Your kiss is backlit pixilation.
It’s a problem of creative visualization
that makes it taste like data
and absence. Your presence
in the flesh, suggests an imbalance
of electrical charges
that makes my hair stand on end.
When your hand touches my hand,
a soothing, sandalwood scent sends
electrons through the length of me,
makes me believe that you are in fact
an ingenious invention
of Mr. Van de Graaff.
I run my hand along your sleeve,
and when we kiss, the air between us
enters the fourth state of being—
returns to normal with an audible spark.
“Flannel is Canadian silk,” you say.
“This is a Kenora dinner jacket.”
The thing about electrons,
is that they make capricious friends.
But don’t worry about your odds
Roy Sullivan will tell you
all about 1.21 gigawatts.
You will tell me that denim-on-denim
is a Canadian tuxedo, but hip-thrust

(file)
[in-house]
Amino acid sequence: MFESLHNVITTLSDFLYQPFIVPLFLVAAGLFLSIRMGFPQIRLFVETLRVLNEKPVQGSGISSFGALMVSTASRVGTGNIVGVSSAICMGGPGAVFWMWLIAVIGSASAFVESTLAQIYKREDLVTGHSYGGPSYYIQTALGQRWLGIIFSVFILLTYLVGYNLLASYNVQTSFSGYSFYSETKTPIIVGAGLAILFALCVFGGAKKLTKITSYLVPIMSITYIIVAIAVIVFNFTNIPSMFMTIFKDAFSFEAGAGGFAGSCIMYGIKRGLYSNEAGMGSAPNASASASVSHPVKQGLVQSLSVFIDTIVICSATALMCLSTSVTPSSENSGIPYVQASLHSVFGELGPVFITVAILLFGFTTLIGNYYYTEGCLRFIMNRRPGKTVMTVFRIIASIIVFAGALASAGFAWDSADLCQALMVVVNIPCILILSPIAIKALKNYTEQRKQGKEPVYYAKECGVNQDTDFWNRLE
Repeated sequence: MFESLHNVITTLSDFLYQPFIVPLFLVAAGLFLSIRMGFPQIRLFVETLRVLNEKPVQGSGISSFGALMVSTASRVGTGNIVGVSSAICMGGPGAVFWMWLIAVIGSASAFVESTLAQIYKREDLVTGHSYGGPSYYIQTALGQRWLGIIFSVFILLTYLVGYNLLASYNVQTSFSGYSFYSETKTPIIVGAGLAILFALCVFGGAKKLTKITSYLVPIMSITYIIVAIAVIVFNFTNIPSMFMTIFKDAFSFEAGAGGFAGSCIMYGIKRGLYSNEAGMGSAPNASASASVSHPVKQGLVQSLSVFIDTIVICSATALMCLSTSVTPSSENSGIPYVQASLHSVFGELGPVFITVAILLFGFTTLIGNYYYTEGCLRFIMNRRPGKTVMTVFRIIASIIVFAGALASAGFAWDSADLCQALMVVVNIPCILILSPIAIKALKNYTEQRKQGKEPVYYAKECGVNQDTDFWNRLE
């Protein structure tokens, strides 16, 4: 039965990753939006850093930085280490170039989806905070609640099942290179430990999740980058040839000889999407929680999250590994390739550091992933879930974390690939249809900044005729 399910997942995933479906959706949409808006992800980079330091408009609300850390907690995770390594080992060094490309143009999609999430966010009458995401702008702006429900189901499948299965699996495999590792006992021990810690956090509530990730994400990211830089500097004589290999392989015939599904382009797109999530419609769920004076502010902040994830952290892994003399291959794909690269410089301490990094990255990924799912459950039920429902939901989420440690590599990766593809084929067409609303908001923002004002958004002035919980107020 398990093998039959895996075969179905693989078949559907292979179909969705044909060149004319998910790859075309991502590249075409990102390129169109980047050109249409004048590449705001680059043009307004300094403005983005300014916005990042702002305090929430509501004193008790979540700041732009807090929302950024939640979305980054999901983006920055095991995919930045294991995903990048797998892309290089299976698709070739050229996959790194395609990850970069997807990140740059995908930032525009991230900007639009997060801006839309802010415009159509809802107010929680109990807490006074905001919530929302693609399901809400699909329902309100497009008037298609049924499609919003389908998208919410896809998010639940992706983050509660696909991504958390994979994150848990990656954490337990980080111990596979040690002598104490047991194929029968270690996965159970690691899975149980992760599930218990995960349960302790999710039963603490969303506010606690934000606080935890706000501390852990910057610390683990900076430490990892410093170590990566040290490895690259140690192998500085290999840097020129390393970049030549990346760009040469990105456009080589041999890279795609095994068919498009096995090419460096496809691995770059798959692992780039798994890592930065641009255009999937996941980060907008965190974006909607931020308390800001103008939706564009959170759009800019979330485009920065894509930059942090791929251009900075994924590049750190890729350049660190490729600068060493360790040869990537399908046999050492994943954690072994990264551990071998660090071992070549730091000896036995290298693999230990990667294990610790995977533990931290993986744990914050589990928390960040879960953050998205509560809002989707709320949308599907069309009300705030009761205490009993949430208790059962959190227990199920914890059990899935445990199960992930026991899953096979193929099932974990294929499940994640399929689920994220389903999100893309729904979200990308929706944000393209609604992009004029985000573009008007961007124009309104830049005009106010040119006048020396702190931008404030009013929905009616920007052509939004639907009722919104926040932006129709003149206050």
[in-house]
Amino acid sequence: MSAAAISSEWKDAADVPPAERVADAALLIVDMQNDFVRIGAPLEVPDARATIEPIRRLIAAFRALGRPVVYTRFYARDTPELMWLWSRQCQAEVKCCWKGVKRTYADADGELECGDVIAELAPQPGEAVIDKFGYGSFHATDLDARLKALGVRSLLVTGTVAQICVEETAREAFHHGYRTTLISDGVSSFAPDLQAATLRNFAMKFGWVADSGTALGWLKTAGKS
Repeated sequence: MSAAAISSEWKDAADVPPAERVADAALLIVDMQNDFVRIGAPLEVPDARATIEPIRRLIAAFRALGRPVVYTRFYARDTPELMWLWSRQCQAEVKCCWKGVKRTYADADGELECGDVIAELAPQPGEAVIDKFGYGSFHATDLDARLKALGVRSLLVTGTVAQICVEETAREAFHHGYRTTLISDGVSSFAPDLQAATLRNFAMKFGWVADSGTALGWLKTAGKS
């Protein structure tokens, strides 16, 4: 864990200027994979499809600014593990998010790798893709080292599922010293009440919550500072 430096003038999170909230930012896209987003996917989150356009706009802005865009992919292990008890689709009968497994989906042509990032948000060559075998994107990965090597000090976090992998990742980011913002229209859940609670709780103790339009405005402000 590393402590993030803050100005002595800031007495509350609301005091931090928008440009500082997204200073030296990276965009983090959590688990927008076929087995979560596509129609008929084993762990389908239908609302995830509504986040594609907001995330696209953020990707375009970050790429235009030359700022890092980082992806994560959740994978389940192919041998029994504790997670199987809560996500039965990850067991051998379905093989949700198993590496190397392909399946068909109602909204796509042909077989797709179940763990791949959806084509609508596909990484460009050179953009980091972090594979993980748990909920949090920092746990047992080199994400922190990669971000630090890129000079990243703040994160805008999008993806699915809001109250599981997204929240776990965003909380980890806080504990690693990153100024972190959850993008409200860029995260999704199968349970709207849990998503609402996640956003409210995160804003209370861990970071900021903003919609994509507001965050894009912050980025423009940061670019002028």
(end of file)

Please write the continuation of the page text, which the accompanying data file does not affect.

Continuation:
and a wardrobe mix-up
caused the American king
to wear it best.
Elvis has left the building and now
I’ll never get to wear
a purple flannel bridal dress.
I push my pinky finger through
thousands of miles of fiber optics,
make connection my favorite project.
Babe, c'était le coup de foudre.
The drunken monkey of truth
says, “It’s too late for you
to never tell me you love me.”
But I’ve already tasted in your kiss,
the pixels of lightning
you keep in your lips.
Rena Priest is a writer and performer. She is a Lummi tribal member and holds an MFA from Sarah Lawrence College. She is active in efforts to strengthen community through participation in local arts and culture, and has taught subjects in comparative cultural studies, the humanities, and Native-American studies at Northwest Indian College, Fairhaven College, and Western Washington University. Her first collection of poetry, Patriarchy Blues, was published by MoonPath Press in May of 2017.